The world of engineering is fast paced, it is something that we here at European Springs know well and live by with our own projects. It is little surprise that everyday engineers and companies are announcing one new discovery or another. However, some of these announcements hold much more promise for the future of engineering than others.
So, halfway through 2017, what are the best engineering inventions so far?
Have you ever noticed the fading of a photograph? How, over time the ink breaks down and gives your pictures a sense of age that is now always welcome? Well, engineers may have created a substance which negates this issue forevermore.
At the Technical University of Denmark, engineers have created a polymer metal which with the help of tiny diffracting structures on the surface is able to reflect colour that never fades. An image coated in this could potentially never fade over time and would never need to be replaced either, according to the university team. The substance is also cost-effective to produce and as such would not be an expensive investment for printing companies in the long run.
Electric cars are slated to be the next ‘big thing’ when it comes to motoring, with many companies racing to create a viable and fully electric car as we speak. However, many question the reliability of a car that needs charging every other mile. For these naysayers, a team at Stanford University has been working on a charging pad which can charge the cars from a distance of up to 70 centimetres – a distance which is perfect for wireless charging.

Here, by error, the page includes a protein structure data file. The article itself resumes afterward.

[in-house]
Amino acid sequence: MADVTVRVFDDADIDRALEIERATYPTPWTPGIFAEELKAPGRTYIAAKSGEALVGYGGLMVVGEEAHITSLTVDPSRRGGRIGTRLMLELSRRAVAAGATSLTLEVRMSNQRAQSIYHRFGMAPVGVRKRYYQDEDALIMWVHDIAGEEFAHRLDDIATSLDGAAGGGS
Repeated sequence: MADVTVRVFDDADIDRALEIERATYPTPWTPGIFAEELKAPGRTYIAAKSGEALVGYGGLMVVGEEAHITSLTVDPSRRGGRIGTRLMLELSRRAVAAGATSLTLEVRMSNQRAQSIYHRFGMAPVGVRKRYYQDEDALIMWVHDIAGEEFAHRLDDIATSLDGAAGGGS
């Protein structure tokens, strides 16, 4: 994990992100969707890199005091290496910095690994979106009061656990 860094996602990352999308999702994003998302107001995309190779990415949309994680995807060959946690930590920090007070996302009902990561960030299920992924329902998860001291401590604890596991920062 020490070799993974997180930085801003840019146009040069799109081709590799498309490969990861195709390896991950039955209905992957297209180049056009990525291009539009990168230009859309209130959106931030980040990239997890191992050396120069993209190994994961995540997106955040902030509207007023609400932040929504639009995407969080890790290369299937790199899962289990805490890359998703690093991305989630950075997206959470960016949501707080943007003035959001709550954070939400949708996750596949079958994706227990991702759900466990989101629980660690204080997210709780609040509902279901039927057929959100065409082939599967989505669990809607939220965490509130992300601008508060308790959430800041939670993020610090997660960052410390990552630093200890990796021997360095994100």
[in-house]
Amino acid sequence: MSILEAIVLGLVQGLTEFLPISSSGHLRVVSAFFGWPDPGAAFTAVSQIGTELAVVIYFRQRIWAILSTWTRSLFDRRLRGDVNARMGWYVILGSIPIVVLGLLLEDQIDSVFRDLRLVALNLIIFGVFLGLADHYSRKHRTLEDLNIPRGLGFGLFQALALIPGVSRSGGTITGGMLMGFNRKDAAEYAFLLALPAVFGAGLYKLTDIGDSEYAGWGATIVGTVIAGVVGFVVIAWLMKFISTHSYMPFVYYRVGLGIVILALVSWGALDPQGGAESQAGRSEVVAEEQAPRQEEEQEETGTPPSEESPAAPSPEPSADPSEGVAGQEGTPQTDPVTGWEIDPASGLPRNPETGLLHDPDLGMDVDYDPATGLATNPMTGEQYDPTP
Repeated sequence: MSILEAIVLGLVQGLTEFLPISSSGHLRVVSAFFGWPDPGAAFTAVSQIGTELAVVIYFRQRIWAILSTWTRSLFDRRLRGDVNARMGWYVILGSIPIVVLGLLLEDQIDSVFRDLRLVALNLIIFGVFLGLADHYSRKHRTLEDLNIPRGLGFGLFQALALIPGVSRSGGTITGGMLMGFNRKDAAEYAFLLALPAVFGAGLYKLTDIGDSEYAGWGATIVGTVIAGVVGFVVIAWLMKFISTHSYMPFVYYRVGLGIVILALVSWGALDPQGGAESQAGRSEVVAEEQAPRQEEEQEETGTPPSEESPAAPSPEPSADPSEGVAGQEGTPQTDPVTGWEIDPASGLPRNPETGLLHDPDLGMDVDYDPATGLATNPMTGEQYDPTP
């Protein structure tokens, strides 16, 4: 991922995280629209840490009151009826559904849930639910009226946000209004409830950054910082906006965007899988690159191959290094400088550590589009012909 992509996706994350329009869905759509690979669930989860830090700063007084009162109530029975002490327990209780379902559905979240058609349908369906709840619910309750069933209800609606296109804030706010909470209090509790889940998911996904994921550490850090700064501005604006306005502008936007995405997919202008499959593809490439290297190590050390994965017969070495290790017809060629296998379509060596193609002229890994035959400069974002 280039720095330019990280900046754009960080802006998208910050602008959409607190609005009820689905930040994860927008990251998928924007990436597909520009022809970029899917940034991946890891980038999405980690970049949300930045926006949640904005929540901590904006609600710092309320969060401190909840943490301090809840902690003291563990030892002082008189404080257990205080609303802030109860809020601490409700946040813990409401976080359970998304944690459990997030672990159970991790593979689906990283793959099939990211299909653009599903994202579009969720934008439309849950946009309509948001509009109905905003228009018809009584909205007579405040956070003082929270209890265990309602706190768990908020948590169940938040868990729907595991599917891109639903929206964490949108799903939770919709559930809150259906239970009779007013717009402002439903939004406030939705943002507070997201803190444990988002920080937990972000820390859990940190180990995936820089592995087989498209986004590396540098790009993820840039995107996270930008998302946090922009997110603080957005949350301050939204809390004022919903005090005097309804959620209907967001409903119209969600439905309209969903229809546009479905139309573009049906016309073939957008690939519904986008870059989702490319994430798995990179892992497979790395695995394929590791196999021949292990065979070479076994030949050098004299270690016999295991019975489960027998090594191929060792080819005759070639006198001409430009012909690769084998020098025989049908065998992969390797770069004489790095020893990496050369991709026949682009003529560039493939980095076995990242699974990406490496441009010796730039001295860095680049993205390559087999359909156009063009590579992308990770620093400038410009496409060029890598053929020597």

Installing charging pads in garages is one way that this technology could work, helping to recharge the vehicle every time it came home. If an optimum frequency can be found for both the charging pad and multiple cars, then, it is theorised, these pads could be embedded into roads themselves and make for constantly charged electric cars on the road. For a future without petrol or diesel fuelled cars, this could be revolutionary for greener modern cities.
Obviously not practical for every road in the country, major city thoroughfares could benefit immensely from such a project. Making the future of electric cars that much more viable.
If you ever stood at the bottom of a truly magnificent skyscraper and looked up, you might not believe that there was anything restricting the growth of such behemoths. However, even in a world of giant cities and modern architecture, there is a limit to how tall a building can be. This is largely due to the limit of elevator cables, which the larger they become are too heavy to haul and thus limit the potential height of a building.
Cue UltraRope, an invention by Kone which has a carbon fibre core and friction coating has the potential to double the current length of elevators. That could mean a building as tall as 6,560 feet. This is possible as UltraRope weighs an astonishing 80% less than its elevator cable counterpart, without any loss of the integrity and stability of the rope. Energy consumption is also reduced by half thanks to these new cables.
The potential for such tall buildings means more living space without expanding city limits, which is good for the natural world as it will be unharmed by human expansion into the skies.
Of course, all of these projects involve the application of precision engineering and no doubt a spring or two. If you would like to know more about our spring expertise and what we make springs for, please don’t hesitate to get in touch with us.